Questionable ethics: Anti-malaria drug trials on Covid-19 patients continue

Studies are reportedly underway across multiple Dutch hospitals to test the efficacy of the anti-malaria drugs chloroquine and hydroxychloroquine, despite mounting international evidence that their use to treat Covid-19 has little effect. According to a report by the newspaper AD, the tests have involved a large proportion of Dutch Covid-19 hospital patients.

The anti-malaria drugs, which have garnered controversy in recent months for unfounded promises of being a miracle cure, are being tested in ten major Dutch hospitals, including UMC Utrecht, Maastricht UMC+ and Elisabeth-TweeSteden Hospital​, according to AD. This comes as the drug has been found to be of little use in tackling the coronavirus, according to Mark de Boer of the Foundation Working Group on Antibiotics Policy.

“We now know that it does nothing and it may also have side effects. You may wonder whether it is still ethical to continue administering this in a study context,” explained De Boer.

However, De Boer questioned the claim that the drugs could have harmful effects on patients, pointing out that those being treated with chloroquine or hydroxychloroquine are being monitored closely and that trends so far indicate that the side effects are not severe.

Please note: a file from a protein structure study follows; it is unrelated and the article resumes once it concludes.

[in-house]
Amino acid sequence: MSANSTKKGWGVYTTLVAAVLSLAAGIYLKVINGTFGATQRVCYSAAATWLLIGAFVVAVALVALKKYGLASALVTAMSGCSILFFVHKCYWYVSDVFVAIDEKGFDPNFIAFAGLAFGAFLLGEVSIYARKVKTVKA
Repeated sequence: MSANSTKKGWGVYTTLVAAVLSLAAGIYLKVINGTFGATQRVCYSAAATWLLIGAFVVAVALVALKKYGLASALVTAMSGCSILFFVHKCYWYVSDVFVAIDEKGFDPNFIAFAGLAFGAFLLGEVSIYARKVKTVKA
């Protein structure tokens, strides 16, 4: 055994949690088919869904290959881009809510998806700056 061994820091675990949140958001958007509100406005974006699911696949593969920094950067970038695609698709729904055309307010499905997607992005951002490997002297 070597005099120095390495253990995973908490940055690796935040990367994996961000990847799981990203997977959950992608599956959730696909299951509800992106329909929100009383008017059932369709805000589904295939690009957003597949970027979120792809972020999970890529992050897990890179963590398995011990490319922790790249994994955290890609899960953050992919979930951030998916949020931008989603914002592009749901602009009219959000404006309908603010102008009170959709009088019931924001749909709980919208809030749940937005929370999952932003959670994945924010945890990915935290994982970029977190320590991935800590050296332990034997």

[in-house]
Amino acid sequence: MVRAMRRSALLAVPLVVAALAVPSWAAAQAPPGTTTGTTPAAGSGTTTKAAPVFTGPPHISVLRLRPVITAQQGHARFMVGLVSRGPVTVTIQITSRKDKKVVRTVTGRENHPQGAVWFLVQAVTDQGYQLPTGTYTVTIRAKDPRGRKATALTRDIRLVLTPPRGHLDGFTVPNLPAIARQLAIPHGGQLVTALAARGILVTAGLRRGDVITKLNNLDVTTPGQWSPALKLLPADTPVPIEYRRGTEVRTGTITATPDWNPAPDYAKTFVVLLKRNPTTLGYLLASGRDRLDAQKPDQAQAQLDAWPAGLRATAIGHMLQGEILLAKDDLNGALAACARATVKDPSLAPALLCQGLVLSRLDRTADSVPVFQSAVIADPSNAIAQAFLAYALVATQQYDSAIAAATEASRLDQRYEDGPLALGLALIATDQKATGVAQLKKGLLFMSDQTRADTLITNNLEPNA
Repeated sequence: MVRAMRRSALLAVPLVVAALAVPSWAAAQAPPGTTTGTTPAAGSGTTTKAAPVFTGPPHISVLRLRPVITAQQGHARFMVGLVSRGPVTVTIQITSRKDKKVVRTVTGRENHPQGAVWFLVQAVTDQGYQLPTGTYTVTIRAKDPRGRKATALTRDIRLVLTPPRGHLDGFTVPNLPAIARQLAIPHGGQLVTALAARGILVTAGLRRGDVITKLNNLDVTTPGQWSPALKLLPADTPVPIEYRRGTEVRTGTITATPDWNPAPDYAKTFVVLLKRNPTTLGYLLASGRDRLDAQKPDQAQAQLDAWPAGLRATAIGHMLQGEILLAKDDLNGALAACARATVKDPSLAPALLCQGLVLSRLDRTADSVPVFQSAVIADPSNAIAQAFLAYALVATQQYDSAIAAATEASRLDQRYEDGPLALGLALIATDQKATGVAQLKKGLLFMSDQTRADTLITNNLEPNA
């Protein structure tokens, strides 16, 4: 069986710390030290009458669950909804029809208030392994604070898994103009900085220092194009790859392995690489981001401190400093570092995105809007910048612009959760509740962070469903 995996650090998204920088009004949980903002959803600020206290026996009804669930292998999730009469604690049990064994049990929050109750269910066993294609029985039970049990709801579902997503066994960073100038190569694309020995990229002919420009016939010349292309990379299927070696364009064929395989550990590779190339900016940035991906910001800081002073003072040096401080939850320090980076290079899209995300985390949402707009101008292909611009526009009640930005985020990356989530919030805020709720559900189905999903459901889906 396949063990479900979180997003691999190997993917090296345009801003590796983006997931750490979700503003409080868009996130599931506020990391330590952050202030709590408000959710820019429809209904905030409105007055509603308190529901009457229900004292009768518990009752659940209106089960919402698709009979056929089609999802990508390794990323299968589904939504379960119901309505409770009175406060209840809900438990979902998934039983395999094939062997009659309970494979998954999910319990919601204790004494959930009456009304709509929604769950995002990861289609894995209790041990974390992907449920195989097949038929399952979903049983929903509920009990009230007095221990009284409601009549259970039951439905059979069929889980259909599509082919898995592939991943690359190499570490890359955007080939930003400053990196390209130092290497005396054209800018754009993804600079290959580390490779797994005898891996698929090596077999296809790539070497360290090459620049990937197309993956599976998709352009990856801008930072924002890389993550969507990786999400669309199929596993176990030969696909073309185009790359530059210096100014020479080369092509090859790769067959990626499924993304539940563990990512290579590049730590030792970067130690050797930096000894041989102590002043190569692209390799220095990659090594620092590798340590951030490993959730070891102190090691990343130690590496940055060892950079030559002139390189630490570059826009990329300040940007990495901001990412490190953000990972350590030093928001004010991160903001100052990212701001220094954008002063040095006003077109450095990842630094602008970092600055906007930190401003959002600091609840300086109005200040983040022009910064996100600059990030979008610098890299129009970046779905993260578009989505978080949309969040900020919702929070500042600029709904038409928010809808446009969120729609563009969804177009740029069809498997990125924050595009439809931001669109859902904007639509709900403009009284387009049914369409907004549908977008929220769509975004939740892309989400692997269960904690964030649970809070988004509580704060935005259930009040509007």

Numerous international findings, including a recent study by medical journal The Lancet, continue to cast fresh controversy on the use of the drugs as a potential treatment for Covid-19. However, while it appears as though the drugs are of little use, studies have been hard-pressed to find that chloroquine and hydroxychloroquine cause severe side effects, with De Boer pointing out that the possible side effects associated with the drugs—including heart, liver and kidney issues—have not resulted in any known deaths so far.

"We have given explicit instruction to monitor all patients by means of echocardiogram. If a patient was in danger of deteriorating, immediate action could be taken," De Boer said

"You can also ask yourself whether it is still ethical to still administer this in a study context," he added.

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